3: Somehow intimidate and scare the parents into not challenging anything.

If you want to argue that Mark's Meadow is doing so well that (unlike the rest of the town, the control group) it doesn't need lawyers you have to also include educational outcmes as well. You would have a point if you could concurrently show an equal (or lower) per pupil SPED cost rate, an equal or lower percent of SPED kids, and an equal or greater parental satisfaction rate.

Now I go back to what I proposed a while back: The Mark's Meadow District Charter School. It is really quite simple, the district calculates on a per-student basis the cost of educating a child in the other 3 schools and multiplies that figure times the number of children in Marks' Meadow.

Mark's Meadow is then responsible for organizing itself and deciding how this money is spent. Additional funds are either somehow raised to maintain the current level of services and/or services/salaries are cut. The people who apparently love that school so much get to keep it, but ONLY GET THE TAXPAYER SUPPORT GIVEN TO EVERY OTHER SCHOOL IN TOWN. No more.

Right now the children attending the other three schools are subsidizing those who go to Mark's Meadow. They get less time from their librarian, their principal, even their nurse because they have the exact same number of people in those positions, but upwards of TWICE as many kids for them to work with. And this is a simple fairness issue.

The MMDCS would not be a traditional charter school in that it would still be in the district and answerable to the superintendent but the big difference from now would be that those working there would either get paid less than other teachers/paras/admins in town and/or would have to raise outside funds to bring them up to that level.

If the professors with $300K household incomes wish to pay extra, fine, but I have trouble asking folk a household income of $60K to subsidize the rich...

Anonymous said...

Looking at ALL program sounds great.
And I agree with Ed. Why not look into ELL. They seem to be increasing their staffing every year. I've heard from parents from Crocker Farm that there are children who are born in this country and attended preschool here who are placed into ELL program and stayed in the program for the whole duration of their elementary years. I don't know if they are "out" of the program for MS or HS.

Anonymous said...

Apparently my post (Anon @ 6:01 PM), struck a nerve as being "sarcastic, indirect, nonconstructive and uncalled for." By the same person who latter responded (Anon @11:33 AM)to another post as being "silly". Starting to sound like the postings on Larry K's site, sorta rough and tumble.

That being said, my post was in response to the original, i.e. -- "it is about acknowledging that we all need to be vigilant about making sure that what we are doing in all aspects of our schools, including special education,... AND is a good use of our limited resources (are we getting the most "bang for our buck")."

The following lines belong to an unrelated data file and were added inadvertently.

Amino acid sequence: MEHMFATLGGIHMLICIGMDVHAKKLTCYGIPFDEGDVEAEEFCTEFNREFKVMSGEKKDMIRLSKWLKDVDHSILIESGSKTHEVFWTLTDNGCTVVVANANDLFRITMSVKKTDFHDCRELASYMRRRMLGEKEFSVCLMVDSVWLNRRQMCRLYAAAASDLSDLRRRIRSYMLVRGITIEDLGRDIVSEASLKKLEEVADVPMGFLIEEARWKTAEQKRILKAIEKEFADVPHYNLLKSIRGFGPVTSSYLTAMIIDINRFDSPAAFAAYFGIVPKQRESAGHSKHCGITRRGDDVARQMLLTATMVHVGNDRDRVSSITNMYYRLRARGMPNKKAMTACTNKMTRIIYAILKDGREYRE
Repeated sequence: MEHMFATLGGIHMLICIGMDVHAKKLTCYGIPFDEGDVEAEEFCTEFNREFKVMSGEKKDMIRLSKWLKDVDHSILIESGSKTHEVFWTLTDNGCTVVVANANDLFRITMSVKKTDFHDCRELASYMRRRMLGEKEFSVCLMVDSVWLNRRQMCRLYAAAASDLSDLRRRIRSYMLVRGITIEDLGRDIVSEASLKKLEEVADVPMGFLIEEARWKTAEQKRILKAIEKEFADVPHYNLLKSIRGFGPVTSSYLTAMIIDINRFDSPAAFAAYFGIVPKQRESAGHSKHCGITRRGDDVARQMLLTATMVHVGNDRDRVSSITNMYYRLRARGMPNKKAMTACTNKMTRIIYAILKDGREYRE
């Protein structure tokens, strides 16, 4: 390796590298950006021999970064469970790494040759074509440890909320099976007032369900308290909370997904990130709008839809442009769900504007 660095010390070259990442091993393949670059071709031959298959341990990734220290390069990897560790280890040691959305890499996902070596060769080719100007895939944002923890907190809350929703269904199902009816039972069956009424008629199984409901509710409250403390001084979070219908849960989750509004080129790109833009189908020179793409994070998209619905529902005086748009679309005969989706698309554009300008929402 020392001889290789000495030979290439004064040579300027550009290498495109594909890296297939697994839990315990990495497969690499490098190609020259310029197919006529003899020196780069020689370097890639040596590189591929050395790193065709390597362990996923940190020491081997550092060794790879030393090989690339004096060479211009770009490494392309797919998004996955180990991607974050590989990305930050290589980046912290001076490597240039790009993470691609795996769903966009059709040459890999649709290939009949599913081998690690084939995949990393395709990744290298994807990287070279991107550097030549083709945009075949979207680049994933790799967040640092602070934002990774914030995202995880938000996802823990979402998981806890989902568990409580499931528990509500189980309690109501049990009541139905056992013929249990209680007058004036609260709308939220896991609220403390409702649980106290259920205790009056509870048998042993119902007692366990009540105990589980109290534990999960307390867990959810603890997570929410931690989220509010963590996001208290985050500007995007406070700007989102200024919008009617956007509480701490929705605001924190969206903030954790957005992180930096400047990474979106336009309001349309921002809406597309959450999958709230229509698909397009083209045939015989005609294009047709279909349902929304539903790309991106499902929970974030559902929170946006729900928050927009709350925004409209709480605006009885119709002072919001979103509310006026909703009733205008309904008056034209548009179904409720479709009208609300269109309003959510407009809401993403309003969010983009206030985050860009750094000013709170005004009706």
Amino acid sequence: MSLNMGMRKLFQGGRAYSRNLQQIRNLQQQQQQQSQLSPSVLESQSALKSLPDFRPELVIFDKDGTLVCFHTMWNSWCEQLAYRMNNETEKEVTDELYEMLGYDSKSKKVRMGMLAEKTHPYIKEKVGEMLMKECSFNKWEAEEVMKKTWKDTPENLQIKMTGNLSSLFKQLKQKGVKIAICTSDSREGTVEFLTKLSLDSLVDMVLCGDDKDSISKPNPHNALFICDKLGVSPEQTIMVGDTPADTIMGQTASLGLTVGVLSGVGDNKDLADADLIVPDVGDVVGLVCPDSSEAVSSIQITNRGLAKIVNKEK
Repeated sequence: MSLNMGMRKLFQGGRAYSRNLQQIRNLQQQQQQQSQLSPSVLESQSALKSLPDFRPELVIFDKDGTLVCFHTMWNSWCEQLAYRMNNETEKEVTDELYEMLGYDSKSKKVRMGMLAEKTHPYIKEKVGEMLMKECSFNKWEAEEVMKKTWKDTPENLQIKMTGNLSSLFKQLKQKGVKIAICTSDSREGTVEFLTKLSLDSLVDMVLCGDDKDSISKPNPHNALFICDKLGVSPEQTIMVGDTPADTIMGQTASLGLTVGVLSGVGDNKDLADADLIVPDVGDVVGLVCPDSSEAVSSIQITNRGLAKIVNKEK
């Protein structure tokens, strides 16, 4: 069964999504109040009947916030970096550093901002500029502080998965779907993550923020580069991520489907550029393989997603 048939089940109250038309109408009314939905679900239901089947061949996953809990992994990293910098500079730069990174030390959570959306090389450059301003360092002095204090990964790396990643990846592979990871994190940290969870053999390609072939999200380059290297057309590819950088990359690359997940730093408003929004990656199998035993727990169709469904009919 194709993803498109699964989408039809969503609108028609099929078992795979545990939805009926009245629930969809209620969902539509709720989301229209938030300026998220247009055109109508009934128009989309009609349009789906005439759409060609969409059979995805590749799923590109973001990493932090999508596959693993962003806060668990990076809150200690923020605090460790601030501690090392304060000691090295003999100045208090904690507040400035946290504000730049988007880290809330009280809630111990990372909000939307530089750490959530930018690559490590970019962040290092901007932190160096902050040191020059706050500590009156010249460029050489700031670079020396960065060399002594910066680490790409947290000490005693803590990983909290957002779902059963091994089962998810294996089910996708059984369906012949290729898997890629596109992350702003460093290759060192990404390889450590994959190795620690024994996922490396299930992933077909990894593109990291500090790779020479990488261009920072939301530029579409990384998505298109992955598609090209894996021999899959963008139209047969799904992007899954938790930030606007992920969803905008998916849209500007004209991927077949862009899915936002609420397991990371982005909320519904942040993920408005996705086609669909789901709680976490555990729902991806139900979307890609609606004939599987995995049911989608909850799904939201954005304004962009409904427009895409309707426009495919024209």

I was attempting, albeit in a sarcastic manner, to emphasize the "all aspects of our schools". Truthfully, I have yet to witness the same attention being paid to any other area of the school budget, as SPED. This concerns me, a former student of Social Darwinism. And maybe that is the basis for my sensitiviy to some of the "coding" I have experienced.

But, in all honesty, I am spending way too much time on the Amherst blogs. It's becoming addictive.

Ed said...

there are children who are born in this country and attended preschool here who are placed into ELL program and stayed in the program for the whole duration of their elementary years

This, too, is disturbing because the principle of ELL (as opposed to ESL) is that you spend a year or two teaching the child English at which point the child is in the regular classroom without your assistance.

Information Seeker said...

SO, I am sure Catherine will be doing a blog entry about tonight's meeting, but I must ask a question now.

Tonight we learned that the town will receive a certain amount from the Stimulus money, strictly for Title 1. The only 2 schools in Amherst that have Title 1 are Crocker Farm and Mark's Meadow.

I know this has been asked before, but I still don't feel like we have an answer. If we close Mark's Meadow and redistrict, do we lose the Title 1 funds?

If we do lose them, there goes that money from the stimulus, and we then have to find another way to service the kids who need these services.

How much will this end up costing us?

I would really like to know an actual answer to this question. No assumptions please. I feel like this is one of those very critical answers we need before proceeding with ANY to the options for any changes that are on the table.

Rick said...

I am catching up on blog reading - been busy. This is a great idea and I'd be interested in volunteering for it. Has it been proposed to the SC yet?